What is a doula?
A doula is a term for a person who supports others through a major life experience. The word is drawn from ancient Greek for "servant". For our purposes, a birth doula is a not a medical professional, but a medically-informed person, trained to provide continuous emotional and physical support for mothers and their partners during the birthing process. A doula is an advocate for the mother and her wishes in the hospital. A doula can also provide the equally vital services of pre-birth education as well as post-partum support.
In scientific studies, a doula's assistance at birth has been shown to reduce the likelihood of c-sections, reduce the need for medications or other interventions like forceps, vacuum-assist, or episiotomy, increase satisfaction of the birthing and post-partum experience, shorten the length of labor, and even increase satisfaction between mother and her partner.* You can read more about the evidence for doulas from Evidence Based Birth and AmericanPregnancy.org,
My ultimate goals as a doula are to:
1. Equip you with knowledgeable of the birth process in order help you and your partner (if there is one) to be mentally and emotionally prepared for various outcomes.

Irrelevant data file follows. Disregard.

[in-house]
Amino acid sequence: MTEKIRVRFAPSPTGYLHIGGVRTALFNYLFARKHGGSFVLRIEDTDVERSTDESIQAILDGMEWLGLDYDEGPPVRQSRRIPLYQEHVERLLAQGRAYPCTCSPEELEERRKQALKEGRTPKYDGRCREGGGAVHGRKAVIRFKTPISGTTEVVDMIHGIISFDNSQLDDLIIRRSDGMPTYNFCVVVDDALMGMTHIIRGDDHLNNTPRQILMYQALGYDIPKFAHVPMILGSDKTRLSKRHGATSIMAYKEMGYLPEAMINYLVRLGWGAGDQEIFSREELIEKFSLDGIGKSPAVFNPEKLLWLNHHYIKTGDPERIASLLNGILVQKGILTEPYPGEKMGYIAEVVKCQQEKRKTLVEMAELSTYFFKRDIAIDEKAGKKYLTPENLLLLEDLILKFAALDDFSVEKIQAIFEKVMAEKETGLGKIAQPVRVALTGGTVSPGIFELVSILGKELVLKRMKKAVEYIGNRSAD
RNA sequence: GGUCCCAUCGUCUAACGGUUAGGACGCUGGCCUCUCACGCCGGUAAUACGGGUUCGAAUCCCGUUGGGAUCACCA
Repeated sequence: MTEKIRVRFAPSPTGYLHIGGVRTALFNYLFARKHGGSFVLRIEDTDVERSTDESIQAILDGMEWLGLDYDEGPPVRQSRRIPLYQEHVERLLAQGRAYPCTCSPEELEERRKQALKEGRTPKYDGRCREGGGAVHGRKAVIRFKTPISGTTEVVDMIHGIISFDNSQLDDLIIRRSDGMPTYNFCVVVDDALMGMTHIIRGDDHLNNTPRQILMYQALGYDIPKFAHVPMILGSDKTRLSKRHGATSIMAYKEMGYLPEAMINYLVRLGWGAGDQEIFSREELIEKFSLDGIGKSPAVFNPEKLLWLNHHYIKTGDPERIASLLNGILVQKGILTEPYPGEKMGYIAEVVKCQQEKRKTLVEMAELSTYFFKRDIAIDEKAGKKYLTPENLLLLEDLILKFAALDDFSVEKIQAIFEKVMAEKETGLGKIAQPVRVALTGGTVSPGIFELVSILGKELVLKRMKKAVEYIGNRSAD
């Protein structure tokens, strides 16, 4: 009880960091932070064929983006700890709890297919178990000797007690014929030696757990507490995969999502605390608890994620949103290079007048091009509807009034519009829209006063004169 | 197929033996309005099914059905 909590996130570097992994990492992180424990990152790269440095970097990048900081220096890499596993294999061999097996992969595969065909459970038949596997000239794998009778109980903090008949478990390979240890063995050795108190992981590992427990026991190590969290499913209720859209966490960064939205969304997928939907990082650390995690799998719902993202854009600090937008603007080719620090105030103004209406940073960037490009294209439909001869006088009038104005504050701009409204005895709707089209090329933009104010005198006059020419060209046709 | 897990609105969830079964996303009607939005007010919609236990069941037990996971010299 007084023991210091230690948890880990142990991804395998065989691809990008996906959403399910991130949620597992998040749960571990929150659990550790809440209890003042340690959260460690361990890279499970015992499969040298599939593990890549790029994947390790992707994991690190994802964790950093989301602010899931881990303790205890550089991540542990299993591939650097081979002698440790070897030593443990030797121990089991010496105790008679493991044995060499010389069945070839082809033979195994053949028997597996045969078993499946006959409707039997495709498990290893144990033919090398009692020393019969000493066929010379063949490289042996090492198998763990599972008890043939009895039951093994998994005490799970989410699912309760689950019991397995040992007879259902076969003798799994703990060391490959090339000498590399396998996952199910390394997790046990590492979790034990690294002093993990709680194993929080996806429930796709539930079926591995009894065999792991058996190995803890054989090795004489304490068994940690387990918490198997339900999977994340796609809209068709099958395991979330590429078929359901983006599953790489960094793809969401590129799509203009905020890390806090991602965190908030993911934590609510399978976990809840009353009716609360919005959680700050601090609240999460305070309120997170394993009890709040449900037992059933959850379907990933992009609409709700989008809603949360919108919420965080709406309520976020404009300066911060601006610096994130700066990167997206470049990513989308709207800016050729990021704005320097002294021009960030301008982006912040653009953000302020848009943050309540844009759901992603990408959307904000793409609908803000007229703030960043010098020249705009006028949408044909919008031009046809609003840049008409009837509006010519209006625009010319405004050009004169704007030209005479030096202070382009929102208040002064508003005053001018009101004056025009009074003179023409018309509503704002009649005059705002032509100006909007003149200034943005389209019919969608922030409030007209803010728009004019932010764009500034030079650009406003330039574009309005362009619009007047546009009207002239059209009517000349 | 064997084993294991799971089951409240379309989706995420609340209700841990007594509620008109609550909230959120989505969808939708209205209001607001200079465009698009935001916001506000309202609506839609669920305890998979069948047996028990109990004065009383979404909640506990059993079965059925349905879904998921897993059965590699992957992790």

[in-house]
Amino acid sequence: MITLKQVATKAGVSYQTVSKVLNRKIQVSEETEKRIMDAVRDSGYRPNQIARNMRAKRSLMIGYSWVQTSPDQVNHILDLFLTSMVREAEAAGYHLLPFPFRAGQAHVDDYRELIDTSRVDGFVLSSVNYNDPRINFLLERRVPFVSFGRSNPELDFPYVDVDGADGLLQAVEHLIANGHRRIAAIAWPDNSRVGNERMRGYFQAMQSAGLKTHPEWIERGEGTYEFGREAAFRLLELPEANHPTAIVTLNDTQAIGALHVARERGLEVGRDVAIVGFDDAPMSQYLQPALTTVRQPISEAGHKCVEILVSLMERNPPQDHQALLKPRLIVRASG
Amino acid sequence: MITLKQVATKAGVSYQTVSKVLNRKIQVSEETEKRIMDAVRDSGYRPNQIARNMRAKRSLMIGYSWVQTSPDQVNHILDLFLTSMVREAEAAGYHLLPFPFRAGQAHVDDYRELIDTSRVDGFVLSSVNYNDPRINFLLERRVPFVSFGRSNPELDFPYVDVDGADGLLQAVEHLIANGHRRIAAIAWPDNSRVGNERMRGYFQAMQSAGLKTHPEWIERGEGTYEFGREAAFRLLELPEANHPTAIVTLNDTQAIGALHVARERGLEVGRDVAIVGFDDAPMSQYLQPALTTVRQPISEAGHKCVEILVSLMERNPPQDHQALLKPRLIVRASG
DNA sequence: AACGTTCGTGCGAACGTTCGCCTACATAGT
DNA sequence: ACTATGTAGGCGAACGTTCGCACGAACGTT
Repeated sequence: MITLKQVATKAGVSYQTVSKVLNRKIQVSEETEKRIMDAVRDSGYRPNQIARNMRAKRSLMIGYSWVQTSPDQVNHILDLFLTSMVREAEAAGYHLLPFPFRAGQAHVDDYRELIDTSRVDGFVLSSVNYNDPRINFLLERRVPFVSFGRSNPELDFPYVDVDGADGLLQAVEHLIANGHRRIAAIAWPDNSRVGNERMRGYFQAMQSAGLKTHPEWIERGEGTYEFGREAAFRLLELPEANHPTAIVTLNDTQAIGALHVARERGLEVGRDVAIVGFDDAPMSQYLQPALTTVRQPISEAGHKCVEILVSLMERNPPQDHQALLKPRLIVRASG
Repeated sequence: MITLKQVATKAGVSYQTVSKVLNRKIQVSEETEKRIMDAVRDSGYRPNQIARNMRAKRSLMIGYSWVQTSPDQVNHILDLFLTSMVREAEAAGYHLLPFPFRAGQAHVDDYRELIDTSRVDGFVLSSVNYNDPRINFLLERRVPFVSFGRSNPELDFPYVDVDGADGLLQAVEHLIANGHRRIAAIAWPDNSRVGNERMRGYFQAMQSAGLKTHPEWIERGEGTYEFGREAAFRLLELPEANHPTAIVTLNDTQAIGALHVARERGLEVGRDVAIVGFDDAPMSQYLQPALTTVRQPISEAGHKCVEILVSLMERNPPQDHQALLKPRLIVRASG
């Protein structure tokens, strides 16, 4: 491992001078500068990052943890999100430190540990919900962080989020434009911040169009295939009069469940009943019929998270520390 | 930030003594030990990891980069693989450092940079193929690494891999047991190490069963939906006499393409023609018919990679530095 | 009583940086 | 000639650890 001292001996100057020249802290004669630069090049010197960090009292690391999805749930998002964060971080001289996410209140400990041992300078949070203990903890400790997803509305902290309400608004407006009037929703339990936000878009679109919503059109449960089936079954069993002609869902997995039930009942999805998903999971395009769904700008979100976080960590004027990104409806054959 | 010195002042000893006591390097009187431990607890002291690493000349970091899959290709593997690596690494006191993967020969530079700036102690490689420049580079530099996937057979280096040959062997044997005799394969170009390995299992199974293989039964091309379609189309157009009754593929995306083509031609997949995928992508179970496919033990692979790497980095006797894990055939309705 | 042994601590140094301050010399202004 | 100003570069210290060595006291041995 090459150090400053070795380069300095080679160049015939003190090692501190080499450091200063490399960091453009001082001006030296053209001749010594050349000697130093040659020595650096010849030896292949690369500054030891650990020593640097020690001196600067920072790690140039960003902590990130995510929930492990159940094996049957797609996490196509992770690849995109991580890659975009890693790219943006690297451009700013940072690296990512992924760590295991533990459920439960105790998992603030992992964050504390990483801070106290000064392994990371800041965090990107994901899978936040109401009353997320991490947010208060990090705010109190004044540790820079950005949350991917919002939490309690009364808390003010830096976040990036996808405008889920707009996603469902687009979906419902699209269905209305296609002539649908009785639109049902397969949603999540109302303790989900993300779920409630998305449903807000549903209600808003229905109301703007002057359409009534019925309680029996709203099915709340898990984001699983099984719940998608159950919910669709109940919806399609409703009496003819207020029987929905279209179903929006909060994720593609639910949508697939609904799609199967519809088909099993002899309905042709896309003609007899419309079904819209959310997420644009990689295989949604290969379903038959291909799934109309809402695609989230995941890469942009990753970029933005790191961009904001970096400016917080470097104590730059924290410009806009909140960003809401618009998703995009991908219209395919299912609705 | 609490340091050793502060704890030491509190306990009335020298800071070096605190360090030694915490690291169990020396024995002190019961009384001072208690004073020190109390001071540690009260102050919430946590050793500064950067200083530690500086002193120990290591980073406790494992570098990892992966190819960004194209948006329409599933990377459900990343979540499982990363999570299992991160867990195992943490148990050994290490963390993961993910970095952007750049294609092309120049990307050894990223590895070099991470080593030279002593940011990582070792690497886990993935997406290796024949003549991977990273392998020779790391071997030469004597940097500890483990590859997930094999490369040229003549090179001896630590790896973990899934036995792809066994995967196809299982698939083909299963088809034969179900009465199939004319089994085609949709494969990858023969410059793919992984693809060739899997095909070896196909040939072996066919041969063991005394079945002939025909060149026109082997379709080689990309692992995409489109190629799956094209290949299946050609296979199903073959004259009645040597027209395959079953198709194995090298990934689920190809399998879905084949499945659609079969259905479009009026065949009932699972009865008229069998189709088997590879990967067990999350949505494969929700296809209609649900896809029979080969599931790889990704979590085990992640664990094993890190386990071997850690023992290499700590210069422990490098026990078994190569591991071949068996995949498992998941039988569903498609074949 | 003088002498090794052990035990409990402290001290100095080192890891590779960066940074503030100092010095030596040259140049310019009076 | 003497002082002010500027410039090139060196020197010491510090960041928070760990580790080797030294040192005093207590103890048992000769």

2. Inform you of the risks and benefits of various medical and non-medical interventions.
3. Give you a tool box of comfort measures and assist you in finding what works best for you.
4. Empower you to make decisions about your birthing process and as much as you desire, I will advocate on your behalf for your wishes be honored as much as medically possible.
I am certified by Childbirth International as a birth doula. Childbirth International Training is the only birth and lactation training organization accredited with distinction as a provider of nursing continuing professional development by the American Nurses Credentialing Center's Commission on Accreditation.
*Birthing from Within by Pam England, pg. 209
Do I need a doula if I have a partner?
A doula can be a great relief not only to the mother, but to the partner as well. Partners need to use the restroom, eat, and sleep. Unless you are having a homebirth, in which you have a midwife dedicated solely to you, in the hospital the midwives must divide their attention among many mothers. If there are other children to take care of, the partner will need to divide attention for them. A doula's presence makes sure that there is always someone to support the mother at those times. A partner who has never been in a birth situation might be distressed at seeing the mother in an unusual state and a doula can help reassure the partner in those situations. A doula can help give the partner techniques of how to provide comfort to the mother. And lastly, in the event that the couple must be separated during the birth, the partner can go with the baby and the doula can stay with the mother, if so desired.